One thing about our Dr. Anthony Fauci is that he really does have something for everyone: If you don’t like his position, just wait a bit — he’ll change it.
Just consider face masks. Fauci now says that everybody should wear one in public, that he does as a “symbol” of right action, and that it shows “respect for another person.” But what also shows respect is telling the truth. And how does the good doctor measure up there?
You be the judge. First we had March Fauci: “No, right now, people should not be wearing — there’s no reason to be walking around with a mask,” he told CBS’s 60 Minutes on March 8.
“When you’re in the middle of an outbreak, wearing a mask might make people feel a little bit better, and it might even block a droplet. But it’s not providing the perfect protection that people think that it is,” Fauci 3.0 continued. “And often there are unintended consequences; people keep fiddling with the mask, and they keep touching their face.”
Interviewer Dr. Jon LaPook then asked, “Then, can you get some schmutz, sort of, staying inside there?”
“Of course, of course,” Fauci responded (video below).
But then there’s Early May Fauci, who may (and actually does) say differently. He stated during remote Senate testimony a couple of weeks back that people should wear masks whenever they can’t socially distance. Citing a CDC recommendation, Fauci 4.0 said you should get “some sort of a covering.” But here’s the money line:
“We don’t want to call it a mask because back then we were concerned we would be taking masks away from the healthcare providers” (video below).
Fauci continued, saying that “some sort of mask-like facial covering, I think for the time being, should be a very regular part of how we prevent the spread of infection.”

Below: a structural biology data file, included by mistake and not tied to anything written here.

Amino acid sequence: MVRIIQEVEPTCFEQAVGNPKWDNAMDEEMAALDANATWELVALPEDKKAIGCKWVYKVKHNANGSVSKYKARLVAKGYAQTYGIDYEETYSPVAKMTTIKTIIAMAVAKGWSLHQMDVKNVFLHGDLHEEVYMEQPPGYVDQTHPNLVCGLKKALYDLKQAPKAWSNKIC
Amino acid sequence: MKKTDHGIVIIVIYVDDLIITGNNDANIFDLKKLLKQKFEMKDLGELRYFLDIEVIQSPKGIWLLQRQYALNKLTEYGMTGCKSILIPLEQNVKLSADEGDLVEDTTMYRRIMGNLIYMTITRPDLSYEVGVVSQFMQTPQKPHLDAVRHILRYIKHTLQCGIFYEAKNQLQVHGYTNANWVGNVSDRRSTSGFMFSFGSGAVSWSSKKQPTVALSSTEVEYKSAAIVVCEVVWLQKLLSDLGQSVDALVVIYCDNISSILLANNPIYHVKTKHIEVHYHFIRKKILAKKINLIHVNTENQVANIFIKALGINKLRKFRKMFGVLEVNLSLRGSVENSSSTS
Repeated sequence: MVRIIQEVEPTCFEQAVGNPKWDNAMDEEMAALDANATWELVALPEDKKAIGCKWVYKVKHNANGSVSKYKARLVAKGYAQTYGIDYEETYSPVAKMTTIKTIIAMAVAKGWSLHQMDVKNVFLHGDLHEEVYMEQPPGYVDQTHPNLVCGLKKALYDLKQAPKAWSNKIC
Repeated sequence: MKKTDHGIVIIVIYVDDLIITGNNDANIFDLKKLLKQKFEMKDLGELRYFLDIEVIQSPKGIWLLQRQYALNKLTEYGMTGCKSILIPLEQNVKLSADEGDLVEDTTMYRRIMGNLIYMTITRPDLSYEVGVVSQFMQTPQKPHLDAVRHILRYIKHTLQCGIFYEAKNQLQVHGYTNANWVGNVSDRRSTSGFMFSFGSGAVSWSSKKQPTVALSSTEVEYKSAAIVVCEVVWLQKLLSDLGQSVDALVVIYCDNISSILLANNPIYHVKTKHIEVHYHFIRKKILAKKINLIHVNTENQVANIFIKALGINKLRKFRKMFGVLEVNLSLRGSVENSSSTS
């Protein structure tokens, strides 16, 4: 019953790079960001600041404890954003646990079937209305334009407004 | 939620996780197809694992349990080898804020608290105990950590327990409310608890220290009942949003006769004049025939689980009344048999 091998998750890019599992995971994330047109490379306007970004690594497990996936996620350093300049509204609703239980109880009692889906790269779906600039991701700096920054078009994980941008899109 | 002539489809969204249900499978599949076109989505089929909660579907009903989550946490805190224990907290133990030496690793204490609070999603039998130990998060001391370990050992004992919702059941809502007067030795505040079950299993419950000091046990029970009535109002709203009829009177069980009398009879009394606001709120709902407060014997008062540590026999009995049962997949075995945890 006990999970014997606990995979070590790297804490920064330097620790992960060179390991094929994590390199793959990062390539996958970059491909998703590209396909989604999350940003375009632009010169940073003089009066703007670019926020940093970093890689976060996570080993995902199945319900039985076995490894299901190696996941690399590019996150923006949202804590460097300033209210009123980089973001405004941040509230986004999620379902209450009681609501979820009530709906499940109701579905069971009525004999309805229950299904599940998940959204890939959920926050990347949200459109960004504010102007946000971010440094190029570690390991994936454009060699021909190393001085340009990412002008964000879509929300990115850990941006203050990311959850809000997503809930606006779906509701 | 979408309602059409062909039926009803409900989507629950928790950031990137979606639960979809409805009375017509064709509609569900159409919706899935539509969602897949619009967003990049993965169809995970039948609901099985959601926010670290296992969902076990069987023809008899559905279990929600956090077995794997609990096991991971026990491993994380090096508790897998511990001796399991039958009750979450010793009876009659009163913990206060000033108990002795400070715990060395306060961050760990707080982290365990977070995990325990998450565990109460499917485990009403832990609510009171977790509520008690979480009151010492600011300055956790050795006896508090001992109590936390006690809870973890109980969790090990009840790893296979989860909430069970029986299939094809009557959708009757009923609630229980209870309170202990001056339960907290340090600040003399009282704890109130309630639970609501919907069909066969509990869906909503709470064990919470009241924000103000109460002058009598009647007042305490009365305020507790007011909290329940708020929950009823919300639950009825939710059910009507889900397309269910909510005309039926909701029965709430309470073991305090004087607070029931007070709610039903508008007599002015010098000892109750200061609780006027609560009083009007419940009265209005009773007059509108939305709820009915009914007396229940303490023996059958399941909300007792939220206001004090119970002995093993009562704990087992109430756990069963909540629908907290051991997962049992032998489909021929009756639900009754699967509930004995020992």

“And, in fact, right here where I’m sitting in Washington, D.C., you can see many people out there with masks on, which gives me some degree of comfort that people are taking this very seriously.” But is Fauci taking it seriously?
Really, the whole thing sounds like a Jackie Mason routine:
Don’t wear a mask, at least not really a mask; it can be sorta’ like a mask, but we won’t call it a mask. Let’s say it’s a facial covering, and maybe it won’t be effective, but it makes us feel better. Maybe a droplet will get through, but we’re not worried about it. You might get a lil’ schmutz in there, but your sort-of-like-a-mask has to be your best friend, and what’s a lil’ schmutz between friends? And maybe you’ll get sick, but we don’t know, but it’s a sign of respect. And what’s a lil’ change in opinion between interviews?!
So now there’s Late May Fauci saying we should wear masks whenever in public (video below), whatever that means. Does hiking the Appalachian Trail qualify? Camping in the Yukon?
Of course, Fauci 5.0 has a lot of company in mask Machiavellianism, with the CDC flip-flopping and also the World Health Organization, the WHO, which never seems to know what, where, when, why, or how. But the real point is that Early May Fauci (4.0) seemed to be confessing that Fauci 3.0 was lying (lucky for him they’re not the same guy) because he wanted masks saved for healthcare workers.
So the question is: If he was lying then, how can we be sure he isn’t lying now? Can we trust any Fauci iteration?
Anyway, in honor of Fauci’s, uh, well-roundedness, I present the following poem I discovered (inside my head):
The Doctor Who Cried “Masks!”
Monday Fauci won’t with fear instill us;
Tuesday Fauci swears the Virus™ will kill us.
Wednesday Fauci says no on the mask;
Thursday Fauci says “Don one — it’s a holy task.”
Friday Fauci says stay closed till fall.
Saturday Fauci warns, “Open up, or the economy will stall.”
Sunday Fauci worries with a tear:
“Will this pandemic end my career?!”
Oh, Fauci, Fauci, you’re making me grouchy!
Image: screenshot from YouTube video
Used by permission from The New American. Selwyn Duke (@SelwynDuke) has written for The New American for more than a decade. He has also written for The Hill, Observer, and The American Conservative, WorldNetDaily, American Thinker, and many other print and online publications. In addition, he has contributed to college textbooks published by Gale-Cengage Learning, has appeared on television, and is a frequent guest on radio.